Adding animations to your web designs can be an easy and extremely effective way to increase engagement and create emotional connections with your users. The best part is, you don’t have to know how to code or have experience as a motion designer to create an interactive web experience anymore. With design tools like Readymag , a new generation tool for designing on the web, you can easily create interactive websites in the span of only a few hours.
Today, Product Designer at Readymag Stas Aki shares his insight on the value of an interactive web experience, how to implement web animations effectively, and how to use the Readymag web tool to bring your web designs to life.
When used thoughtfully and intentionally, animation has the power to bring a digital experience to life. We tend to imitate life when it comes to both art and technology—life is not static, it’s motion. When we add motion to visual communication, the message becomes more convincing, expressive, and engaging.
Using web animations to increase engagement
Web animation brings focus to certain parts of the content. It entertains, and through that, inspires emotions which evolve interest in the content. Scroll animations, for example, make readers feel they control the flow of their engagement. As they scroll down, the content of a web page reacts to their fingers. That makes you feel that the content is somehow personalized.
Do’s and don’ts of web animation
- DO use animation to guide your readers through the content of your website. Doing so maintains a visitor’s attention and keeps them engaged.
- DO use animation to focus a viewer’s attention on specific details within the content. For example, by animating the size of photos you can indicate the order in which they should be viewed.
- DON’T overdo it: You must be careful with not overdoing animations on your page as it takes both additional page load and user attention. Use it for purpose, not just to impress your visitors how cool your website is. Begin with a basic layout that conveys the essence of the project then get motion on board and bring it to life.
Animating with Readymag
Within Readymag, you can animate most widgets (or elements of the page) by selecting a trigger. After you’ve chosen trigger type, you add one of the effects that might happen with the widget. You can move it, change its opacity, scale, or rotate it. With this combination of triggers and effects, you can get infinite variations. Also, you can cause the animation of one widget by clicking on it or hovering over another widget. This makes your possibilities almost infinite.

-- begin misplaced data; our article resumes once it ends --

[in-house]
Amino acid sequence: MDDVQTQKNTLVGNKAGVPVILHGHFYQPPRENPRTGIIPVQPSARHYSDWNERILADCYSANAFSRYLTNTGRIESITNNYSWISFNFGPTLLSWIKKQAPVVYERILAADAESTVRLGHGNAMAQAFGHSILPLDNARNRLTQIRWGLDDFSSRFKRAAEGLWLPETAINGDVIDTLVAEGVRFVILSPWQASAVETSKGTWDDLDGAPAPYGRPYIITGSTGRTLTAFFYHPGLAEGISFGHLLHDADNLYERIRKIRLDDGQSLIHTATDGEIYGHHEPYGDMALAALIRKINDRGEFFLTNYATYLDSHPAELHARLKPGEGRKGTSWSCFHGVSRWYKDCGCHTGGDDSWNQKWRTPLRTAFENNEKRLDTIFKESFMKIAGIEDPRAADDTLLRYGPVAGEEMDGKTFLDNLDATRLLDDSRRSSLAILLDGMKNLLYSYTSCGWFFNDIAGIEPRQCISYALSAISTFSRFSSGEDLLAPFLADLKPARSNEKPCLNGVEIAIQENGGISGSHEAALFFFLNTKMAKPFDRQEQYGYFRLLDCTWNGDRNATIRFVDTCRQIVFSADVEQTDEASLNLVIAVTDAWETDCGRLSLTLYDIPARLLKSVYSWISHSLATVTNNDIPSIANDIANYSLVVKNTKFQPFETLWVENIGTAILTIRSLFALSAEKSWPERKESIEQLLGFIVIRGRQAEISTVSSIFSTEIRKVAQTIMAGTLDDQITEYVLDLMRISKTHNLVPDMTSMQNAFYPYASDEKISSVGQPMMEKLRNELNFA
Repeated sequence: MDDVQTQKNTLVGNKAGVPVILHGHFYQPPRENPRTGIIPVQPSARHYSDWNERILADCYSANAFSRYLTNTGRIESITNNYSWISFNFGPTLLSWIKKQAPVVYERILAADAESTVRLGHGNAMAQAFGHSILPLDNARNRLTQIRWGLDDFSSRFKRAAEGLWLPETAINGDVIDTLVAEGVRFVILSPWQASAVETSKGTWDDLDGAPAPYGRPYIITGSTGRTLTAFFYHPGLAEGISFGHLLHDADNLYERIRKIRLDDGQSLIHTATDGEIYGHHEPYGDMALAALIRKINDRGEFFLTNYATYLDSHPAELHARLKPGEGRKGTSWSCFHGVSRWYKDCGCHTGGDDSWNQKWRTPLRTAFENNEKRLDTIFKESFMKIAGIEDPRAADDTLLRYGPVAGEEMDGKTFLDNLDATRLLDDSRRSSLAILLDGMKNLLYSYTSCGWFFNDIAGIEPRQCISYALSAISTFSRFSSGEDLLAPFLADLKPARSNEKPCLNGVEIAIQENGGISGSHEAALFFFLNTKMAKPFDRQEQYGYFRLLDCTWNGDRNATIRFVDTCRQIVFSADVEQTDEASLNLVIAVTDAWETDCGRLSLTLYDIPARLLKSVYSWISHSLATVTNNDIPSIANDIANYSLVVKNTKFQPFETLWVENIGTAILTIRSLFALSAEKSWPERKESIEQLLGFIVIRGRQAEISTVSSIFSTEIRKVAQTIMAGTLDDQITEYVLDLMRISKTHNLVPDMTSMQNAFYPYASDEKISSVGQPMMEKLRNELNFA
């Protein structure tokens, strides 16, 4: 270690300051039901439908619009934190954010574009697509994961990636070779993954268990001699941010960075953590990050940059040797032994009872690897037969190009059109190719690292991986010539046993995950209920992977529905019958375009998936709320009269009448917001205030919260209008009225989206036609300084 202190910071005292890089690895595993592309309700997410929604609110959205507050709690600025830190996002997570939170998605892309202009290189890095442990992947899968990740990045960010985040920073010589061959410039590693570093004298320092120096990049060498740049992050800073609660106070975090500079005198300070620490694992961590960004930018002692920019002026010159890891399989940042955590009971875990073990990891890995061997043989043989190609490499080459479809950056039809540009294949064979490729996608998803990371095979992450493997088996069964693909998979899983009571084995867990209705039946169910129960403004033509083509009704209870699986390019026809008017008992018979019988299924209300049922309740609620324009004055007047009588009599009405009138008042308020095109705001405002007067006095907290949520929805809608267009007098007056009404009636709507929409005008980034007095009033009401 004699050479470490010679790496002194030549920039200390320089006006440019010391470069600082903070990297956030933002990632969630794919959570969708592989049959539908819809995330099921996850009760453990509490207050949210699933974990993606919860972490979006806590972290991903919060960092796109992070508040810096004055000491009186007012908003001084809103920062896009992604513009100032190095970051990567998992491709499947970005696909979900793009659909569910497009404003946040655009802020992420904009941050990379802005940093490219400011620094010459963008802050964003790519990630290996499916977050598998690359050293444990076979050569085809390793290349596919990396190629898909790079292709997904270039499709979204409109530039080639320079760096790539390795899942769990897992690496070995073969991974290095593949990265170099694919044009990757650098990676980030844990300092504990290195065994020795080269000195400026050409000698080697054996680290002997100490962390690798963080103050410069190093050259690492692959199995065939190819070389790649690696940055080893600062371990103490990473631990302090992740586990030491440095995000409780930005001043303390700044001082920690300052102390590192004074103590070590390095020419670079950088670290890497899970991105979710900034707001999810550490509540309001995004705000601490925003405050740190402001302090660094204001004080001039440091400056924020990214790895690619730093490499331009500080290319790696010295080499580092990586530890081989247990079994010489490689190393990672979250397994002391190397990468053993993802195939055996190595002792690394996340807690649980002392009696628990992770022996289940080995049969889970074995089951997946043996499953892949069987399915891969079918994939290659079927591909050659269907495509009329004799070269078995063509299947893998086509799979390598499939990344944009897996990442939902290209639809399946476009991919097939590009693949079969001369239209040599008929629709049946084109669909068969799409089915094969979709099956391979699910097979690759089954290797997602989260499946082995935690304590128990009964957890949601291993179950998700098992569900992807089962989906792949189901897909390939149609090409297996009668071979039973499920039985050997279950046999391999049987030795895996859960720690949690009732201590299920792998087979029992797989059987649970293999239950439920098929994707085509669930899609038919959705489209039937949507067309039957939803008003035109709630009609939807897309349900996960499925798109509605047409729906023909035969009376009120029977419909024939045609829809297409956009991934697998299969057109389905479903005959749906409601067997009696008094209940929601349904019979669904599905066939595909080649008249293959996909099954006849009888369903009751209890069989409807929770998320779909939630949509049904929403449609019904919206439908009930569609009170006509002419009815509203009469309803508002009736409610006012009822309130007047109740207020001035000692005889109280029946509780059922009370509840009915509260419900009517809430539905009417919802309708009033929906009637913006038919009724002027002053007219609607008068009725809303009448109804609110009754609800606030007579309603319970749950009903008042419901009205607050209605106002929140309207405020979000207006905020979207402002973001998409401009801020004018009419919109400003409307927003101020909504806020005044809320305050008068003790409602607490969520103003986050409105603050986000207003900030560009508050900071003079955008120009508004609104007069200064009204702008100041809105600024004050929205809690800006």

In Readymag, you don’t work with the timeline and keyframes. All you need is to set properties for the transition between two states, with desirable animation speed. Add further animation steps if needed. You can do that by typing values or manipulating a widget directly on the page. After that, you can check the result in the preview mode right away. It’s as simple as that.
There are plenty of designers doing web animations right. I really like what Wolff Olins has done in recent years in terms of adding motion to their branding projects . Readymag users have also been using animation in very creative ways. A few favorites are Readymag sites like the Russian Spleen project at the Jewish Museum and Tolerance Center , Enso Magazine’s feature on Charles and Ray Eames , and 20 Most Important Inventions of All Time . These should give you a sense of the kind of animation Readymag supports and will hopefully inspire you to incorporate animation in your own web projects!
If you’re new to animation
My biggest piece of advice for designers new to web animations is shooting a video before everything else. You’ll get the sense of how a motion picture is being created. Then, master Adobe After Effects or Final Cut Pro to cut what you’ve shot and to work with the timeline. This way, you’ll get all the basics of creating a picture.